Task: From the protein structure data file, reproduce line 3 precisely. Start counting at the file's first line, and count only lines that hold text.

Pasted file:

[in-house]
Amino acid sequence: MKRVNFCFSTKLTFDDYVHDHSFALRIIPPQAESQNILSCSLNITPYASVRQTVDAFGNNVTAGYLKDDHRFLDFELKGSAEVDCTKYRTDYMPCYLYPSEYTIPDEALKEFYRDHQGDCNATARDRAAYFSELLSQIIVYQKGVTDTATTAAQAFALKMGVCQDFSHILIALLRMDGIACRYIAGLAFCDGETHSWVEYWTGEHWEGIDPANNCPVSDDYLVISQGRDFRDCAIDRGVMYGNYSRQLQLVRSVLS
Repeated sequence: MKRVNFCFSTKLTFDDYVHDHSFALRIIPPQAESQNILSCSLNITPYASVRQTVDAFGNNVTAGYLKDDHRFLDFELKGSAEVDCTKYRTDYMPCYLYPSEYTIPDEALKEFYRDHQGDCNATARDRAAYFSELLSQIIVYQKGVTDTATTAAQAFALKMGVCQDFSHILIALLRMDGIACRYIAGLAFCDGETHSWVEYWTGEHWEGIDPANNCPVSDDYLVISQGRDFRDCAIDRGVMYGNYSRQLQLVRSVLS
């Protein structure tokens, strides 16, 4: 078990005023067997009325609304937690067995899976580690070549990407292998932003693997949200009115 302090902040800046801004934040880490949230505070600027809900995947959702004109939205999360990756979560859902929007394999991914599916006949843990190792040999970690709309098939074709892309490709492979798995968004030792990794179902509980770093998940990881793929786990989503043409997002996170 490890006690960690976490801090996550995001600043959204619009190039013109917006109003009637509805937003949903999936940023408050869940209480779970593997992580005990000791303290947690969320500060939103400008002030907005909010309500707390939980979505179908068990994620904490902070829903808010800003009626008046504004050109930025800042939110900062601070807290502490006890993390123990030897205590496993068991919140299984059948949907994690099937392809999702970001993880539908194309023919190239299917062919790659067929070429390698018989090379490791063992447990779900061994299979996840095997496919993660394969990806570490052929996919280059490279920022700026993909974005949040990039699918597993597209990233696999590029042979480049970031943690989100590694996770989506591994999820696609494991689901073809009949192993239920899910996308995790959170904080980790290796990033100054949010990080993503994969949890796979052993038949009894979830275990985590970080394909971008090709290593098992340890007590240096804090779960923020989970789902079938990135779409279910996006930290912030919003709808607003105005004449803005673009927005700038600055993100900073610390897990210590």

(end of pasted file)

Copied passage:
Repeated sequence: MKRVNFCFSTKLTFDDYVHDHSFALRIIPPQAESQNILSCSLNITPYASVRQTVDAFGNNVTAGYLKDDHRFLDFELKGSAEVDCTKYRTDYMPCYLYPSEYTIPDEALKEFYRDHQGDCNATARDRAAYFSELLSQIIVYQKGVTDTATTAAQAFALKMGVCQDFSHILIALLRMDGIACRYIAGLAFCDGETHSWVEYWTGEHWEGIDPANNCPVSDDYLVISQGRDFRDCAIDRGVMYGNYSRQLQLVRSVLS